Moms who shop at Walmart monthly, today's version of the 1990s “soccer moms,” believe that Congress and President Obama have broken their trust with the nation, leading them to “lose enthusiasm for being an American,” according to new research by the retail giant.
“Walmart Moms,” said a new survey by the firm and two polling companies, “talk about their embarrassment about what's going on in Washington, and say that it has made them lose enthusiasm for being an American.
“These women want to be optimistic about the future of the country, but they just can't bring themselves to believe that things are going to get better. They are resigned that dysfunctional government may be the new standard.”
The company conducted focus groups in Kansas City, Mo., and Nashville, Tenn., where Walmart moms expressed disgust with Washington, blaming politicians for making their life tougher and national mood angrier.
In the focus groups, the moms hit everybody in Washington political life. “Walmart Moms save their harshest words for the politicians in Washington, and described what's going on there as ‘disgusting, ‘scary,’ and ‘out of control,’ ” said the focus group summary.
In Nashville, moms called Congress "Kindergarteners," and in Kansas City they called them "toddlers." They pointed to Texas Republican Sen. Ted Cruz and his reading of "Green Eggs & Ham" during his long filibuster against Obamacare as a sign of Washington’s childishness.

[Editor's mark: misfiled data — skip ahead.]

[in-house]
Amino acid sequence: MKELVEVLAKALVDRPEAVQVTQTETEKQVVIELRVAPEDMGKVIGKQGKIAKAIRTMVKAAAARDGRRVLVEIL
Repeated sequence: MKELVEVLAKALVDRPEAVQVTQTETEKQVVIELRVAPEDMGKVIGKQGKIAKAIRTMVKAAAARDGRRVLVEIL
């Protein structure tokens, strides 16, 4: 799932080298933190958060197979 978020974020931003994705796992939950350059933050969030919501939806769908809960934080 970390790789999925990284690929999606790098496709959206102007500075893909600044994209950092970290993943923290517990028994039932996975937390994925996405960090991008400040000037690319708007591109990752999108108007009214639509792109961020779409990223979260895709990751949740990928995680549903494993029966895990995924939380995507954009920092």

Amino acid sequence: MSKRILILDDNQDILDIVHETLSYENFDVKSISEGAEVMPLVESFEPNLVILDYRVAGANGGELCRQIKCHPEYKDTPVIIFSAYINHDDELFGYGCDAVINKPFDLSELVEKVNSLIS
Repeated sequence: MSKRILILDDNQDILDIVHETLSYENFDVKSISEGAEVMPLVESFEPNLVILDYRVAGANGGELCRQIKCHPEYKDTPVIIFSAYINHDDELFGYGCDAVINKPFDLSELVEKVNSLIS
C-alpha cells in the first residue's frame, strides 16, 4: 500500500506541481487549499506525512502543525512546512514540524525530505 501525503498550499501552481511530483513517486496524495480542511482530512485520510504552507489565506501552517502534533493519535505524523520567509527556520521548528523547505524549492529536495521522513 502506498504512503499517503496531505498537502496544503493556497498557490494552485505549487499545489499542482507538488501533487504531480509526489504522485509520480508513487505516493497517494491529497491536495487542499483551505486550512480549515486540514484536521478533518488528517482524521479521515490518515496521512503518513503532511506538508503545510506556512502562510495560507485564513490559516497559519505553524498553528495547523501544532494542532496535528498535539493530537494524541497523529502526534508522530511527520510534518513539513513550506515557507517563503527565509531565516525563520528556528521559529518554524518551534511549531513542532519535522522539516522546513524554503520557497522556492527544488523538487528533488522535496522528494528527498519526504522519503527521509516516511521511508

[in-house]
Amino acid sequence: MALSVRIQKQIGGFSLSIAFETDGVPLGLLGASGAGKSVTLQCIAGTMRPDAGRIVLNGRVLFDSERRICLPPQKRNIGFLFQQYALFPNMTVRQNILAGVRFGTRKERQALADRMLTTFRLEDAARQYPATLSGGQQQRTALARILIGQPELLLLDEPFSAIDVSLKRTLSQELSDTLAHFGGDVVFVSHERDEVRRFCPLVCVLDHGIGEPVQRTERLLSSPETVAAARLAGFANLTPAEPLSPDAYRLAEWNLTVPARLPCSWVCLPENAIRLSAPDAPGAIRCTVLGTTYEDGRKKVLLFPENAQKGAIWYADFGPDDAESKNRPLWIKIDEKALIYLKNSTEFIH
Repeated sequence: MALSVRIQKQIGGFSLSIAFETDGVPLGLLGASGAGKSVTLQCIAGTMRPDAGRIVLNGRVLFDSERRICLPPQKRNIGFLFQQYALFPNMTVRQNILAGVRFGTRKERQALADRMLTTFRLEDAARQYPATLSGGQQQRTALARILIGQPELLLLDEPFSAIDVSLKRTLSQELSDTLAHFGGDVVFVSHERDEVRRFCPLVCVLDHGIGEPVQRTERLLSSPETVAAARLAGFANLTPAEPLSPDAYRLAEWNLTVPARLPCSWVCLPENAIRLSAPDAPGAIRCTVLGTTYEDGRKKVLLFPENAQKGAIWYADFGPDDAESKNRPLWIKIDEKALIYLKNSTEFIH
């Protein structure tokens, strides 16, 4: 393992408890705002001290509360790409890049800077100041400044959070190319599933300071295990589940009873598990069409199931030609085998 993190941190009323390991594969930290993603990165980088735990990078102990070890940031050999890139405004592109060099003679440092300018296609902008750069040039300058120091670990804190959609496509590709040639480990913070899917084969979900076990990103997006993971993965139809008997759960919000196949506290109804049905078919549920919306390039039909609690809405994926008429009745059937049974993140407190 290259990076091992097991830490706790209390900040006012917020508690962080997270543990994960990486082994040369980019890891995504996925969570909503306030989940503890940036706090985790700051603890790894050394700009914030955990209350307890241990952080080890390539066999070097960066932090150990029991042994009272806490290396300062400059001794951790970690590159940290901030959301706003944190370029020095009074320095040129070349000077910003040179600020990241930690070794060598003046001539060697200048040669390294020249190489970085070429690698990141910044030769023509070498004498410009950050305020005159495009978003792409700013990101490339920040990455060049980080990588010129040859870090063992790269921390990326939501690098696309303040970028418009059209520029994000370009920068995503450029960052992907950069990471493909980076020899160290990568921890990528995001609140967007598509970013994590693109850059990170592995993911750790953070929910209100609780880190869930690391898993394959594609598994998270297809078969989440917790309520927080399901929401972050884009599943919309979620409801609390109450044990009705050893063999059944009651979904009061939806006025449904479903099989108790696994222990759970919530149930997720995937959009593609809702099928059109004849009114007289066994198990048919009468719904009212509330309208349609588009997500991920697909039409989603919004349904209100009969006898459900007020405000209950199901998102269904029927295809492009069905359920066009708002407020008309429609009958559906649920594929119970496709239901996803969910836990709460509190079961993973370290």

Some blamed GOP egos. One mom said, "Republicans are pitching a hissy fit, if we don't get what we want, we'll shut down the whole government."
Several others, however, blamed Obama for not making good on his promise to bring people together. “They argue that President Obama did not unify the country, instead he caused more division,” said the survey.
There are signs of optimism, but it’s tempered by the stagnant economy, they told focus group organizers from Public Opinion Strategies and Purple Strategies.
“These Walmart Moms may be a bit more upbeat, but there is anxiety — a sense that they are one accident away from economic devastation. Many are still trying to dig out of the financial struggles of the last few years, and while they may have their heads above water now and remain positive, they are still treading water. They plan on using the $100 they receive from participating in the group to buy necessities like gas or groceries, or tuck away for the Christmas season ‘to make my husband and kids happy,’ ” said the focus group summary.Paul Bedard, The Washington Examiner's "Washington Secrets" columnist, can be contacted at firstname.lastname@example.org.